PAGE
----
Obama Wiretapped Trump

When do we bring up charges against the First (Half) Black President ™ Obama? Obama wiretapped Trump for months, likely illegally, and relaxed NSA rules about information sharing to get it to as many people in government as possible to ensure leaks to the press and others.

Drawing on sources including the New York Times and the Washington Post, Levin described the case against Obama so far, based on what is already publicly known. The following is an expanded version of that case, including events that Levin did not mention specifically but are important to the overall timeline:

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  1. June 2016: FISA request. The Obama administration files a request with the Foreign Intelligence Surveillance Court (FISA) to monitor communications involving Donald Trump and several advisers. The request, uncharacteristically, is denied.
  2. July: Russia joke. Wikileaks releases emails from the Democratic National Committee that show an effort to prevent Sen. Bernie Sanders (I-VT) from winning the presidential nomination. In a press conference, Donald Trump refers to Hillary Clinton’s own missing emails, joking: “Russia, if you’re listening, I hope you’re able to find the 30,000 e-mails that are missing.” That remark becomes the basis for accusations by Clinton and the media that Trump invited further hacking.
  3. October: Podesta emails. In October, Wikileaks releases the emails of Clinton campaign chair John Podesta, rolling out batches every day until the election, creating new mini-scandals. The Clinton campaign blames Trump and the Russians.
  4. October: FISA request. The Obama administration submits a new, narrow request to the FISA court, now focused on a computer server in Trump Tower suspected of links to Russian banks. No evidence is found — but the wiretaps continue, ostensibly for national security reasons, Andrew McCarthy at National Review later notes. The Obama administration is now monitoring an opposing presidential campaign using the high-tech surveillance powers of the federal intelligence services.
  5. January 2017: Buzzfeed/CNN dossier. Buzzfeed releases, and CNN reports, a supposed intelligence “dossier” compiled by a foreign former spy. It purports to show continuous contact between Russia and the Trump campaign, and says that the Russians have compromising information about Trump. None of the allegations can be verified and some are proven false. Several media outlets claim that they had been aware of the dossier for months and that it had been circulating in Washington.
  6. January: Obama expands NSA sharing. As Michael Walsh later notes, and as the New York Times reports, the outgoing Obama administration “expanded the power of the National Security Agency to share globally intercepted personal communications with the government’s 16 other intelligence agencies before applying privacy protections.” The new powers, and reduced protections, could make it easier for intelligence on private citizens to be circulated improperly or leaked.
  7. January: Times report. The New York Times reports, on the eve of Inauguration Day, that several agencies — the Federal Bureau of Investigation (FBI), the Central Intelligence Agency (CIA), the National Security Agency (NSA) and the Treasury Department are monitoring several associates of the Trump campaign suspected of Russian ties. Other news outlets also report the exisentence of “a multiagency working group to coordinate investigations across the government,” though it is unclear how they found out, since the investigations would have been secret and involved classified information.
  8. February: Mike Flynn scandal. Reports emerge that the FBI intercepted a conversation in 2016 between future National Security Adviser Michael Flynn — then a private citizen — and Russian Ambassador Sergey Kislyak. The intercept supposedly was part of routine spying on the ambassador, not monitoring of the Trump campaign. The FBI transcripts reportedly show the two discussing Obama’s newly-imposed sanctions on Russia, though Flynn earlier denied discussing them. Sally Yates, whom Trump would later fire as acting Attorney General for insubordination, is involved in the investigation. In the end, Flynn resigns over having misled Vice President Mike Pence (perhaps inadvertently) about the content of the conversation.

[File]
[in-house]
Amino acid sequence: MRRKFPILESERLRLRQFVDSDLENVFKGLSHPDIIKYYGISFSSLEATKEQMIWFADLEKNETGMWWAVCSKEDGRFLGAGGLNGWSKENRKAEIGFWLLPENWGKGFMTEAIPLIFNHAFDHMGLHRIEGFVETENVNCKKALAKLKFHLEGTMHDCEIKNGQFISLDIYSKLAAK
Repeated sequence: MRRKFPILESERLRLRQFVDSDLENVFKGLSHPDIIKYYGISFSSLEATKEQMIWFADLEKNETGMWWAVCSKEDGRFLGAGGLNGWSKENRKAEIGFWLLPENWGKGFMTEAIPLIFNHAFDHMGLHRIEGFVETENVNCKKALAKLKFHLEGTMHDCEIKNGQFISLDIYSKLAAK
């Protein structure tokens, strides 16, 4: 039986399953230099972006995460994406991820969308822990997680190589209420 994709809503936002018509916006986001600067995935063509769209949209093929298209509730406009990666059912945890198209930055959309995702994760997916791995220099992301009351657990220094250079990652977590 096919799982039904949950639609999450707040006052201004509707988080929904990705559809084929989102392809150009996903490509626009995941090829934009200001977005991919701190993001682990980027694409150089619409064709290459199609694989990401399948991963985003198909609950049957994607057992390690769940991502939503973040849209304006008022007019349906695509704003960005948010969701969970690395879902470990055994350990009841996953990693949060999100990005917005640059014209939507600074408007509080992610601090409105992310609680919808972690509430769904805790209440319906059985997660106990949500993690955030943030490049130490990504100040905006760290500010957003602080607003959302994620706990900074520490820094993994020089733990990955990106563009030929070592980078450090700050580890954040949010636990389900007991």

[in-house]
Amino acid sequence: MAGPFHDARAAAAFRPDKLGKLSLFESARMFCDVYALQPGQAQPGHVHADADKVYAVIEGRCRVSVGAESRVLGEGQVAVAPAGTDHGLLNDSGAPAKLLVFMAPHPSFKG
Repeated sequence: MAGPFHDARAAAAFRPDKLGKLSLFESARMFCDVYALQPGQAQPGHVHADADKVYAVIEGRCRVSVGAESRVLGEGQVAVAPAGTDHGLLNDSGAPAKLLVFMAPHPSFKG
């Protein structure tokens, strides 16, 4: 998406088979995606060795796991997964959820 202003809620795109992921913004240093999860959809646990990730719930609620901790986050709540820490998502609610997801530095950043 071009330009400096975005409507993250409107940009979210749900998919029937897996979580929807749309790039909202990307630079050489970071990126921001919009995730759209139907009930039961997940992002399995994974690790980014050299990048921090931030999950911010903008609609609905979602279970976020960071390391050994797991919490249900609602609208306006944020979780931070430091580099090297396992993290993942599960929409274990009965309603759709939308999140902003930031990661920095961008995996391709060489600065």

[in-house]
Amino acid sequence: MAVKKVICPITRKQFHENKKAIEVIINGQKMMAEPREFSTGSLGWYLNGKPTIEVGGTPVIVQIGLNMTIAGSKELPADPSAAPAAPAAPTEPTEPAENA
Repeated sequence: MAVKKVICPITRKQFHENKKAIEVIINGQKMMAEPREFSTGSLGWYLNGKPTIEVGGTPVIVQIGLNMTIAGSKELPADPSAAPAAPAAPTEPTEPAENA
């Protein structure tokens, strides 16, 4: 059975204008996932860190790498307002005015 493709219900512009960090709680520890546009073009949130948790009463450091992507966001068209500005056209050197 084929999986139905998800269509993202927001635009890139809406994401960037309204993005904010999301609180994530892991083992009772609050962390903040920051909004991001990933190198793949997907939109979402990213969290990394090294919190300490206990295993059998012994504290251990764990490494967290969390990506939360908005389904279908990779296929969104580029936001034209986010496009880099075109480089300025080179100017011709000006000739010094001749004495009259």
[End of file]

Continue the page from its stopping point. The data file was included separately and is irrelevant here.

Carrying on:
9. February: Times claims extensive Russian contacts. The New York Times cites “four current and former American officials” in reporting that the Trump campaign had “repeated contacts with senior Russian intelligence officials. The Trump campaign denies the claims — and the Times admits that there is “no evidence” of coordination between the campaign and the Russians. The White House and some congressional Republicans begin to raise questions about illegal intelligence leaks.
  10. March: the Washington Post targets Jeff Sessions. The Washington Post reports that Attorney General Jeff Sessions had contact twice with the Russian ambassador during the campaign — once at a Heritage Foundation event and once at a meeting in Sessions’s Senate office. The Post suggests that the two meetings contradict Sessions’s testimony at his confirmation hearings that he had no contacts with the Russians, though in context (not presented by the Post) it was clear he meant in his capacity as a campaign surrogate, and that he was responding to claims in the “dossier” of ongoing contacts. The New York Times, in covering the story, adds that the Obama White House “rushed to preserve” intelligence related to alleged Russian links with the Trump campaign. By “preserve” it really means “disseminate”: officials spread evidence throughout other government agencies “to leave a clear trail of intelligence for government investigators” and perhaps the media as well.

In summary: the Obama administration sought, and eventually obtained, authorization to eavesdrop on the Trump campaign; continued monitoring the Trump team even when no evidence of wrongdoing was found; then relaxed the NSA rules to allow evidence to be shared widely within the government, virtually ensuring that the information, including the conversations of private citizens, would be leaked to the media.

 

Jun 2016 FISA Warrant Request From Obama

In Jun 2106, the FBI originally requested a FISA warrant to investigate and wire tap the Trump Campaign. At the time, the believed reasons given were due to a trip to Russia by Carter Page, a “claimed” Trump foreign policy advisor to the the Campaign. This occurred one week before the DNC was hacked. Added to this was concern about Paul Manafort and his connections and communications with Russia.

The FISA warrant was denied.

Speculation: This is all speculation, but tossing this out for consideration.

In Jun 2016, Donald Trump was the presumptive nominee for the Republican Presidential candidate. There was no doubt that he would be the nominee. If a warrant had been granted, and if “derogatory data” had been obtained about Trump, then “leaks” could have occurred impacting the Convention approval of Trump as the candidate. This would have likely caused the Convention to turn to another candidate, Paul Ryan, as the candidate. This would have made a Hillary win of the general election very likely.  “Just sayin’”.